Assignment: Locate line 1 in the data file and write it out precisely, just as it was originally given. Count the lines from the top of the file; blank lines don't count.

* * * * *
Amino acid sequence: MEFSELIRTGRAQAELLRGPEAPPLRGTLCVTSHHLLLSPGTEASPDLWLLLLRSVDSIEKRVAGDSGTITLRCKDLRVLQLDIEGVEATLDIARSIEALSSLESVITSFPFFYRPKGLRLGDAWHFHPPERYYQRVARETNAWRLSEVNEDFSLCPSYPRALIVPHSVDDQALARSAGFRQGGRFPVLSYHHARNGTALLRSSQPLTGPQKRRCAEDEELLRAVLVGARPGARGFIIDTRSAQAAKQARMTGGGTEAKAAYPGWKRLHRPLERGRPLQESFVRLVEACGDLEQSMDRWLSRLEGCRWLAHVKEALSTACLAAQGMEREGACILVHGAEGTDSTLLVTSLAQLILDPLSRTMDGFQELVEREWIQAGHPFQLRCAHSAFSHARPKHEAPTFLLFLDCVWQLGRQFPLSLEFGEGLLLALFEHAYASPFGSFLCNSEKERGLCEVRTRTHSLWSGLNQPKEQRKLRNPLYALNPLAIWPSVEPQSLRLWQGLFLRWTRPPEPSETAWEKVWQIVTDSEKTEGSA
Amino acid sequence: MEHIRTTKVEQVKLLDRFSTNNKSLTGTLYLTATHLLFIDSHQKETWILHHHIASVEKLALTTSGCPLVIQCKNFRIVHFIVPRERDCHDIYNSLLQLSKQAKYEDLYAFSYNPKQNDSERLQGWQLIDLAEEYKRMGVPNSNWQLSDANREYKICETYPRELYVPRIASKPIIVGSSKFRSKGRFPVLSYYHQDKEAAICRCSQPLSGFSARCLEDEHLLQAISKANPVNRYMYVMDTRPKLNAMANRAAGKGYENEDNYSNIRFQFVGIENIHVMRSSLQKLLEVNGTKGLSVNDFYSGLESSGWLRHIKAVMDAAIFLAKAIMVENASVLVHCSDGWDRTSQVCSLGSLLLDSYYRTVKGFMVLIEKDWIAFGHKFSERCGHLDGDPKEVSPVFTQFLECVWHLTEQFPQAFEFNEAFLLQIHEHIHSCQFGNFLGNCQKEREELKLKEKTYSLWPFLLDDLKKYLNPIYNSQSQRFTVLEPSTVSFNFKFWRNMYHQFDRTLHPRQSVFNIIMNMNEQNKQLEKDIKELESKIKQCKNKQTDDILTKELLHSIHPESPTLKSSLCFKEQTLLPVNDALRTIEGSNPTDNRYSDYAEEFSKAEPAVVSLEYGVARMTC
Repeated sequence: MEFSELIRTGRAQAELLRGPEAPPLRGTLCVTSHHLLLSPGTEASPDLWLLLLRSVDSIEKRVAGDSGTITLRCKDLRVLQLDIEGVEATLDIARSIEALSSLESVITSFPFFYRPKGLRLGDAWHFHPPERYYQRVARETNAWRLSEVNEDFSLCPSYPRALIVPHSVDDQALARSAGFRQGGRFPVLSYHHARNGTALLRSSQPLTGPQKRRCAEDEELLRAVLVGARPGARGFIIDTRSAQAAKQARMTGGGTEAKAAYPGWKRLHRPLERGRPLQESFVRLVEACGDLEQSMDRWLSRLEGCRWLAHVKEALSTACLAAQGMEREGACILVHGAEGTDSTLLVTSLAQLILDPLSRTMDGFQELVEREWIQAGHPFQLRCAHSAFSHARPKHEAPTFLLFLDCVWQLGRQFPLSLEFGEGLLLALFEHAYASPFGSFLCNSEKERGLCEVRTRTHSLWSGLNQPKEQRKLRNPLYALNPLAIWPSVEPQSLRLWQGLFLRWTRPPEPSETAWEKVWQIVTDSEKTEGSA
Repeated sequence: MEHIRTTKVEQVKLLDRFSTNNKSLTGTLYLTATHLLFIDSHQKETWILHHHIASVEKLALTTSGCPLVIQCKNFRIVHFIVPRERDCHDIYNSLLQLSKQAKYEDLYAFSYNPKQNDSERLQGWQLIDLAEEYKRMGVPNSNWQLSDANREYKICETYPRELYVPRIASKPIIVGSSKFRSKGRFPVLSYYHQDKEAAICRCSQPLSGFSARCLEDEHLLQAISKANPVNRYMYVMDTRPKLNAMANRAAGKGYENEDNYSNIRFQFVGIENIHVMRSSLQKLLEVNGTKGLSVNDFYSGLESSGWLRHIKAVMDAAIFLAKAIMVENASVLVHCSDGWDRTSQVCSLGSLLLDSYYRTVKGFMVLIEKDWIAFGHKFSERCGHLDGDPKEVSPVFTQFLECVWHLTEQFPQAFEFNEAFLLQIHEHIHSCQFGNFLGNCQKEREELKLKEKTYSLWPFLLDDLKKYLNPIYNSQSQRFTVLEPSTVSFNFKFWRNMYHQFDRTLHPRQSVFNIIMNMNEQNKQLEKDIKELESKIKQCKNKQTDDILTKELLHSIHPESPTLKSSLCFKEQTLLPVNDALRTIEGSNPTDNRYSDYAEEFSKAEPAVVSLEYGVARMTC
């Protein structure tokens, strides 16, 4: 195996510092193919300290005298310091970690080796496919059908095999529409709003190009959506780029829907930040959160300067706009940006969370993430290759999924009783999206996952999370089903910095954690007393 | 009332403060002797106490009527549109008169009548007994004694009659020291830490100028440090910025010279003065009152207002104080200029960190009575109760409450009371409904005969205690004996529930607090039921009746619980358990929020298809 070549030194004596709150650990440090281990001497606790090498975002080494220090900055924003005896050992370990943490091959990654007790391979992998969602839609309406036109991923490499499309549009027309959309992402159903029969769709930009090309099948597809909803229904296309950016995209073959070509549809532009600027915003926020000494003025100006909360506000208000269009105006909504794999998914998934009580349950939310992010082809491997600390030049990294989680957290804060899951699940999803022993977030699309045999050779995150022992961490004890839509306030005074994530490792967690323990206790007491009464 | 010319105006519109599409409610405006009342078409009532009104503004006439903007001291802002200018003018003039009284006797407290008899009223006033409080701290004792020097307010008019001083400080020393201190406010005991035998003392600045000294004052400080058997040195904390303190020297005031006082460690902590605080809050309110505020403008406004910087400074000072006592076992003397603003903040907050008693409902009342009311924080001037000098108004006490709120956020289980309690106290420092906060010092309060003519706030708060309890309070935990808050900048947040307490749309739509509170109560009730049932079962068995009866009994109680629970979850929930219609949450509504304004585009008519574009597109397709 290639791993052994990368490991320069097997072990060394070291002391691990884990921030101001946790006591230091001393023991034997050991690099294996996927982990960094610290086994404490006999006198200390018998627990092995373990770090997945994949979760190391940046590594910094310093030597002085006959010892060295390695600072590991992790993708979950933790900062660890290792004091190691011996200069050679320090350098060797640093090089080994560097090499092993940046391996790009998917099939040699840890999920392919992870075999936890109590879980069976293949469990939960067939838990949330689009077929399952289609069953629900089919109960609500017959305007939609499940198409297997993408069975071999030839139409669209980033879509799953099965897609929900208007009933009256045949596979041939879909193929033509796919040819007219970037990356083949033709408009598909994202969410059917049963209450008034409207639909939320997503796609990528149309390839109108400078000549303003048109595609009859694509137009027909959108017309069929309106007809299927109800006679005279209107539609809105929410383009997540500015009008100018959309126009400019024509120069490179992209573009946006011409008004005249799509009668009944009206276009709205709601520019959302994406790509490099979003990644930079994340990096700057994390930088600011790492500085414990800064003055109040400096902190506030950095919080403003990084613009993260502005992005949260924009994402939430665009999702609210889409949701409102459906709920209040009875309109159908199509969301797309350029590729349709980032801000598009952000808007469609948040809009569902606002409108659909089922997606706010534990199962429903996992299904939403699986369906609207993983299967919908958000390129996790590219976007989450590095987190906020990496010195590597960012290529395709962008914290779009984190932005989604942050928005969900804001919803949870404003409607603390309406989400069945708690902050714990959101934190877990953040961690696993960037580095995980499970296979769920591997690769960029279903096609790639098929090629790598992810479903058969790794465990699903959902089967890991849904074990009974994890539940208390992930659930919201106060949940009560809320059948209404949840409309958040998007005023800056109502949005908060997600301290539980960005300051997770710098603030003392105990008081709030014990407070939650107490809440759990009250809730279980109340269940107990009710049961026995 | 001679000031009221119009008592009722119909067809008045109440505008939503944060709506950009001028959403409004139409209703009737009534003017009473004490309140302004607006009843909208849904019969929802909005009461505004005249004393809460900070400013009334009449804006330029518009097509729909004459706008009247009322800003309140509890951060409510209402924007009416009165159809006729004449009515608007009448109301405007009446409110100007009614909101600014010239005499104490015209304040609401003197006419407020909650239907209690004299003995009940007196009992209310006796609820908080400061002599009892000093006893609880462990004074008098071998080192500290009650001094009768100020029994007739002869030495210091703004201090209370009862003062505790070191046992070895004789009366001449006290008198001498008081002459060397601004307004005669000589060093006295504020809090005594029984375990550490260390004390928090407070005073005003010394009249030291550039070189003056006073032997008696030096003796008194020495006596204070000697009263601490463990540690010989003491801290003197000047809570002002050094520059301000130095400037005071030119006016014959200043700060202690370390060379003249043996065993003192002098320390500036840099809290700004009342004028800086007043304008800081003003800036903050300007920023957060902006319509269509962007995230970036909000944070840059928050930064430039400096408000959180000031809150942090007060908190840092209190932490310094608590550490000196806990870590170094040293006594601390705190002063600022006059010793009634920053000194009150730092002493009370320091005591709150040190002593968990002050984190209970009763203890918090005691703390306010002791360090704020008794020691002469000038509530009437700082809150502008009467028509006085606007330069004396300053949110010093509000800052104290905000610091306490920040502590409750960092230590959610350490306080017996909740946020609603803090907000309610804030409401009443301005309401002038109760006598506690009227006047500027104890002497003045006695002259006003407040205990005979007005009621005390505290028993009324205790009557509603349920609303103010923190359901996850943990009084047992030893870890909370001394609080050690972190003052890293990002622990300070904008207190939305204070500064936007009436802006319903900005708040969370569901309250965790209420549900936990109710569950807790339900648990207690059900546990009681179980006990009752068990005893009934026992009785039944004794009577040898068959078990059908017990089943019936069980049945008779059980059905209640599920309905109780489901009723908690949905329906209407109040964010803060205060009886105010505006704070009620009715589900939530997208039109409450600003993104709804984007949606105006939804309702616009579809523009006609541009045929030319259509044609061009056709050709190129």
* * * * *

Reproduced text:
Amino acid sequence: MEFSELIRTGRAQAELLRGPEAPPLRGTLCVTSHHLLLSPGTEASPDLWLLLLRSVDSIEKRVAGDSGTITLRCKDLRVLQLDIEGVEATLDIARSIEALSSLESVITSFPFFYRPKGLRLGDAWHFHPPERYYQRVARETNAWRLSEVNEDFSLCPSYPRALIVPHSVDDQALARSAGFRQGGRFPVLSYHHARNGTALLRSSQPLTGPQKRRCAEDEELLRAVLVGARPGARGFIIDTRSAQAAKQARMTGGGTEAKAAYPGWKRLHRPLERGRPLQESFVRLVEACGDLEQSMDRWLSRLEGCRWLAHVKEALSTACLAAQGMEREGACILVHGAEGTDSTLLVTSLAQLILDPLSRTMDGFQELVEREWIQAGHPFQLRCAHSAFSHARPKHEAPTFLLFLDCVWQLGRQFPLSLEFGEGLLLALFEHAYASPFGSFLCNSEKERGLCEVRTRTHSLWSGLNQPKEQRKLRNPLYALNPLAIWPSVEPQSLRLWQGLFLRWTRPPEPSETAWEKVWQIVTDSEKTEGSA